Medicine

US$3m for precision oncology

Professors Sean Grimmond and Alex Boussioutas with a genome sequencer at the University of Melbourne Centre for Cancer Research at the Victorian Comprehensive Cancer Centre. Picture: Paul Burston

The Li Ka Shing Foundation will donate US$3 million (A$3.75 million) to a team of University of Melbourne researchers, based at the the University of Melbourne Centre for Cancer Research (UMCCR) and the Peter MacCallum Cancer Centre, working to turn cancer into a manageable chronic disease.

The donation to the UMCCR will help accelerate the pace of discovery and increase the existing global body of knowledge used to diagnose and treat cancer.

The gift will be put towards the UMCCR’s precision oncology research program focussing on upper gastrointestinal cancers.

These cancers have an exceptionally high mortality rate and over the past 50 years there has been minimal improvement in treatments and survival rates for these cancers, which include pancreatic, stomach andoesphageal cancers.

Researchers and clinicians are now at a crossroads in understanding some of these challenging cancers and identifying effective treatment plans.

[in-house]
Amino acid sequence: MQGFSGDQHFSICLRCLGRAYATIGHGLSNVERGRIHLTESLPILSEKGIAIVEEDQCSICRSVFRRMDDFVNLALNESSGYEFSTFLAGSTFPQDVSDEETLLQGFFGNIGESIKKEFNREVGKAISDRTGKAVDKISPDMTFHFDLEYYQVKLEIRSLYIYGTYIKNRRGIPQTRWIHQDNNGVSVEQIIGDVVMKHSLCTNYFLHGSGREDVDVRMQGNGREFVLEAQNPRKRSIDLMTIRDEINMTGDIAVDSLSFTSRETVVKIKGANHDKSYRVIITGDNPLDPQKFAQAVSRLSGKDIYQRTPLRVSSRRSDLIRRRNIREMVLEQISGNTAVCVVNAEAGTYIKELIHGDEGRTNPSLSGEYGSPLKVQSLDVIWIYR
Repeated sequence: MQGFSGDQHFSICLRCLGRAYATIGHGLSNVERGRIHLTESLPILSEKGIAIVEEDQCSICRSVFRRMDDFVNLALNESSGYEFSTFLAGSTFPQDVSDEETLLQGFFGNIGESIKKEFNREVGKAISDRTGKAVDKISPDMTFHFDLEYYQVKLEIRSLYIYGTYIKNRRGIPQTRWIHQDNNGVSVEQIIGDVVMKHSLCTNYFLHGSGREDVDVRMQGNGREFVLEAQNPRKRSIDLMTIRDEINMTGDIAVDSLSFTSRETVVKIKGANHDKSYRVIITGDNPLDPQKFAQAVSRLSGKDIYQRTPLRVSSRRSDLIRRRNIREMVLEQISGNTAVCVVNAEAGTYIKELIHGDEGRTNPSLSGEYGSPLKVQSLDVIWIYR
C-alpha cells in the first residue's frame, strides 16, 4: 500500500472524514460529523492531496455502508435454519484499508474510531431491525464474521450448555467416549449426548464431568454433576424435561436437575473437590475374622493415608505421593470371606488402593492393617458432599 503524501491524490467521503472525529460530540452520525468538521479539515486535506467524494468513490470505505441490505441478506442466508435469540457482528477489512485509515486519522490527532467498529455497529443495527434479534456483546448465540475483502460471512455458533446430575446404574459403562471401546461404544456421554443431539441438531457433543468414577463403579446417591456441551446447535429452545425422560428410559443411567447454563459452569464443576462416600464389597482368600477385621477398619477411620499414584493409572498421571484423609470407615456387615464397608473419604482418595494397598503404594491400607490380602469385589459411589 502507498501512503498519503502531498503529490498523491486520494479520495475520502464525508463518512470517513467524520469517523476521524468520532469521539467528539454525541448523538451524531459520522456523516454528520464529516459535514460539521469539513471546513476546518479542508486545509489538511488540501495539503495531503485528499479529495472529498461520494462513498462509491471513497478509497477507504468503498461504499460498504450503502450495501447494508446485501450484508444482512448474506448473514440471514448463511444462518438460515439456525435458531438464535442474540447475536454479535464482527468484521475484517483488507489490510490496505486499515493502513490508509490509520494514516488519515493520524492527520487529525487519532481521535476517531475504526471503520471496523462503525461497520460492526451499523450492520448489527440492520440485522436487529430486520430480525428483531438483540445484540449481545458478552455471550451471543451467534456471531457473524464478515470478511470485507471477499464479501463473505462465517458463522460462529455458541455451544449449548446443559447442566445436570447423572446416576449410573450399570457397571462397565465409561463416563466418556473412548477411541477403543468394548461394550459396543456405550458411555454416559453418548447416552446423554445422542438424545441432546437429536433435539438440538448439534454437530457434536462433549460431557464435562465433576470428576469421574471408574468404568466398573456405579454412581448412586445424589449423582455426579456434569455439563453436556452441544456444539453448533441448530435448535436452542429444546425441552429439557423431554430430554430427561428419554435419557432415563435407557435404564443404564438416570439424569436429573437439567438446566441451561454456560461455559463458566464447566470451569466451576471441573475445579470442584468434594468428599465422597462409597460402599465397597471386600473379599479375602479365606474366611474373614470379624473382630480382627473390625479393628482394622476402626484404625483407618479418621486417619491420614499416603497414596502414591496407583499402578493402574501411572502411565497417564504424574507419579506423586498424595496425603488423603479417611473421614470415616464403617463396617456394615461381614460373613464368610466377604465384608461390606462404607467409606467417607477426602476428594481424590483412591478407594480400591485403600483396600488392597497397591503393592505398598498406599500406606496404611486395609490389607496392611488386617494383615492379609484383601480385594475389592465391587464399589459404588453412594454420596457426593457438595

The foundation’s founder Mr Li Ka-shing said: “The UMCCR attracts top-flight cancer researchers and scientists to tackle one of humanity’s most perplexing and complex health problems. I am excited to see the UMCCR bring together world-class research to identify novel approaches likely to benefit humankind in significant new ways.”

University of Melbourne Vice-Chancellor Professor Glyn Davis said the gift would support research that showed enormous potential to change our approach to cancer.

“This generous donation from the Li Ka Shing Foundation will help advance cutting-edge cancer research already underway at University of Melbourne. Such a philanthropic gift enables the University to extend our research knowledge and expertise to help improve global health issues,” Professor Davis said.

UMCCR Founding Director Professor Sean Grimmond said: “Precision medicine is about analysing the patient and coming up with the optimal treatment of that patient at the very outset. This funding will help us move a step closer to using this technology to manage upper gastrointestinal cancer, which is notoriously difficult to treat.”

The donation will be spread over three years and marks the first time the Li Ka Shing Foundation has given money to an Australian university.

At the end of the three-year program the UMCCR will have increased its ability to capture and mine the genomic data needed to identify new drug targets and new treatments. It will also have created organoid “banks” to readily test new drugs before they are given to patients, and will have pioneered new ways of sharing knowledge between cancer centres throughout the world.

Source: UoM

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